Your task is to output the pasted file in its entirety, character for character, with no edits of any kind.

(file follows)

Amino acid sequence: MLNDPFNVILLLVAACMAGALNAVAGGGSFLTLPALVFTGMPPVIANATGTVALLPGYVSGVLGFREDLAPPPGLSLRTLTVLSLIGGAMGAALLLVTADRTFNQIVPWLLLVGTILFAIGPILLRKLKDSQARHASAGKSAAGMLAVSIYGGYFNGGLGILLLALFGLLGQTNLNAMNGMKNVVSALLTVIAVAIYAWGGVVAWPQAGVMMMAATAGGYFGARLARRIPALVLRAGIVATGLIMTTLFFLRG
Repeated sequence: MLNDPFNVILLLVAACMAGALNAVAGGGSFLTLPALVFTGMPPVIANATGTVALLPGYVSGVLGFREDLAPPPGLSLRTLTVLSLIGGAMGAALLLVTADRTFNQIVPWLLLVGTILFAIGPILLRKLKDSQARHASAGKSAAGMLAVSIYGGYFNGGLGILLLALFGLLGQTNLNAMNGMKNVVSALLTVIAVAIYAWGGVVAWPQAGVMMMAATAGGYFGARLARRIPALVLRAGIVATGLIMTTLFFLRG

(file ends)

Amino acid sequence: MLNDPFNVILLLVAACMAGALNAVAGGGSFLTLPALVFTGMPPVIANATGTVALLPGYVSGVLGFREDLAPPPGLSLRTLTVLSLIGGAMGAALLLVTADRTFNQIVPWLLLVGTILFAIGPILLRKLKDSQARHASAGKSAAGMLAVSIYGGYFNGGLGILLLALFGLLGQTNLNAMNGMKNVVSALLTVIAVAIYAWGGVVAWPQAGVMMMAATAGGYFGARLARRIPALVLRAGIVATGLIMTTLFFLRG
Repeated sequence: MLNDPFNVILLLVAACMAGALNAVAGGGSFLTLPALVFTGMPPVIANATGTVALLPGYVSGVLGFREDLAPPPGLSLRTLTVLSLIGGAMGAALLLVTADRTFNQIVPWLLLVGTILFAIGPILLRKLKDSQARHASAGKSAAGMLAVSIYGGYFNGGLGILLLALFGLLGQTNLNAMNGMKNVVSALLTVIAVAIYAWGGVVAWPQAGVMMMAATAGGYFGARLARRIPALVLRAGIVATGLIMTTLFFLRG